Sunday, September 23, 2012

Go Outside and Play!

By: Judi Stuart
Port Discover - Visitor Services Manager

Go Outside and Play!

Not too many years ago, mothers frequently commanded their children to “Go outside and play! It’s a beautiful day.” It was both a defense and a blessing from a parent made weary from the chaos created by kids playing in the house.

September 24 begins “Take a Child Outside Week” in North Carolina, and is celebrated both nationally and internationally. Sometimes called “Leave No Child Inside Week,” the event is part of a movement that picked-up speed with the publication of the book Last Child in the Woods by Richard Louv in 2005.

In 2008, Mr. Louv won the Audubon Medal for energizing “the national debate on the importance of connecting kids to nature.” Other recipients of that award have included Rachel Carson, Robert Redford, Jimmy Carter, and E. O. Wilson.

Perhaps Mr. Louv’s most startling proclamation is that he believes that we must start a movement to save our children from what he calls a “nature-deficit disorder.” He also suggests that many of the increases that we see in childhood obesity, attention difficulties, and even depression may be the result of an increasing lack of children’s direct contact with nature on a regular and frequent basis.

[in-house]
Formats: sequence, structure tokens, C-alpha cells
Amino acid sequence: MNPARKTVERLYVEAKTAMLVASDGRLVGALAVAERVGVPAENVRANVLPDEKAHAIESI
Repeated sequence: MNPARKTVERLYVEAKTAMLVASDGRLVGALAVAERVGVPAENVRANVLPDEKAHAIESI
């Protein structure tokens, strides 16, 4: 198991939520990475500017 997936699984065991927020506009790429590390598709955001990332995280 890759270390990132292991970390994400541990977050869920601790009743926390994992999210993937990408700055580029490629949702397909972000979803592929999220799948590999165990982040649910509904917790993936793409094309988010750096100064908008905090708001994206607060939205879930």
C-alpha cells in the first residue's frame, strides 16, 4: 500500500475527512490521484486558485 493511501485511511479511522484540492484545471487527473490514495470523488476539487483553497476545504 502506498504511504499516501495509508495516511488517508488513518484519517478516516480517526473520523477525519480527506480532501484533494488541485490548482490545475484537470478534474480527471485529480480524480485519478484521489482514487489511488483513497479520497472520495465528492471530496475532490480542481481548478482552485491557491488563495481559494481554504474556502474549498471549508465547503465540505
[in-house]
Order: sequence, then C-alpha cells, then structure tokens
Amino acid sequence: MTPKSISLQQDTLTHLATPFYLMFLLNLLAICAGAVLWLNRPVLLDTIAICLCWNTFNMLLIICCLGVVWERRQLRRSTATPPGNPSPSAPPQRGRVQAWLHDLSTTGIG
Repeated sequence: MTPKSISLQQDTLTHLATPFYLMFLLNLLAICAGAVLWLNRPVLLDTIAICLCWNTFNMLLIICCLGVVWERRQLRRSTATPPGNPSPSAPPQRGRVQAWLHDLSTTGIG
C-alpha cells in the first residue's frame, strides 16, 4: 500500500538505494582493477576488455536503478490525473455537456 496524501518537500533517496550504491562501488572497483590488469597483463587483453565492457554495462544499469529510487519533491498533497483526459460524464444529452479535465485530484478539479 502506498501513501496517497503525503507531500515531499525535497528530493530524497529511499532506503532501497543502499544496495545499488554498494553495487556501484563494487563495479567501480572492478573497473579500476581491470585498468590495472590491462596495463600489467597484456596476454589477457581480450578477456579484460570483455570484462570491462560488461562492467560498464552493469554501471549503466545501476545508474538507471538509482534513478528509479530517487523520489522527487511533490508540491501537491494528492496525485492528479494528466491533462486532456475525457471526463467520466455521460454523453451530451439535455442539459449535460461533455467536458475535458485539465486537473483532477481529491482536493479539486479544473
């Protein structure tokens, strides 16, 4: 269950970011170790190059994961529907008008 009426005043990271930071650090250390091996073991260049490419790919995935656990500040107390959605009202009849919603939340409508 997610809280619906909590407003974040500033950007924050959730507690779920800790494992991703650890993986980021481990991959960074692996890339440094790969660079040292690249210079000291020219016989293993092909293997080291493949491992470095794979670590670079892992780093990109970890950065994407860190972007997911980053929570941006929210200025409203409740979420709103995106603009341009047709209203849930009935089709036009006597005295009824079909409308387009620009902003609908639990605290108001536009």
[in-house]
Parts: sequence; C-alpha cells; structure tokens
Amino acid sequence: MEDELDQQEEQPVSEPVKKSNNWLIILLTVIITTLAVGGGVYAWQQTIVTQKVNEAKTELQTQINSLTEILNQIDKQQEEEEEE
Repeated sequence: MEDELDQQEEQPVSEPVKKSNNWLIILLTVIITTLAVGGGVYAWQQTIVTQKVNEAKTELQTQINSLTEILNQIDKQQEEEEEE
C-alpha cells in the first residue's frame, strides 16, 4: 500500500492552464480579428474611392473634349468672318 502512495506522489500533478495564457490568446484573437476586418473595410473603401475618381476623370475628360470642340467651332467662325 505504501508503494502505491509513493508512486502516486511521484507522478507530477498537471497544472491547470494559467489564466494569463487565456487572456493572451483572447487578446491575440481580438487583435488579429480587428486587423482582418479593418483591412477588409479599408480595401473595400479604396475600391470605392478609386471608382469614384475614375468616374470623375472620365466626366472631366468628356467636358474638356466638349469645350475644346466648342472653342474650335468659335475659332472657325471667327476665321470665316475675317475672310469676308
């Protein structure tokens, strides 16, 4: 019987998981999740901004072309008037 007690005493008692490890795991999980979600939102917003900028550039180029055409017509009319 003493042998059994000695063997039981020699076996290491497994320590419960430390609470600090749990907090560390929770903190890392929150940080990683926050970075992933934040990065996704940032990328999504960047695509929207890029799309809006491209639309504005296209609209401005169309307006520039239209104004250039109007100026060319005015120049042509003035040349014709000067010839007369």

He writes that while our children’s worlds are “limitless in cyberspace” they are “shrinking in reality.” The world’s fixation on such fear of child endangerment caused by people, animals, and other things possibly lurking in the woods has had the effect of scaring kids right out of the woods and fields.

Studies have been done that prove that symptoms of attention-deficit disorder are reduced when the child spends more time engaging freely with nature. In addition, schools that use outdoor classrooms and other techniques to get kids outside seem to see improved test scores and an increase in the students’ ability to problem-solve.

Parents and teachers often sense the importance of children’s need to experience nature’s wonders, but they name many obstacles in the modern world that don’t support the effort. Lack of access to natural areas, too much homework, extra-curricular involvement, and competition from computers and television are some of the problems experienced when trying to get the kids outside.

Our area provides endless opportunities year-round for experiencing nature. We need only to take advantage of them, but it does take some effort on our part. Port Discover has developed a scavenger hunt to be completed in the Kid’s Grow Garden behind the center.

On October 20, 2012 from 10:00 am to 2:00 pm you can attend Dismal Day at the Dismal Swamp State Park and participate in a Family Fun Run/Walk. There will also be pontoon rides, creepy crawly critter crafts, and many other outdoor activities.

Use next week as your opportunity to start making spending time in nature with your family a permanent focus. As Mr. Louv asks, “if the disconnection between children and nature continues, who will become the future stewards of the earth...?”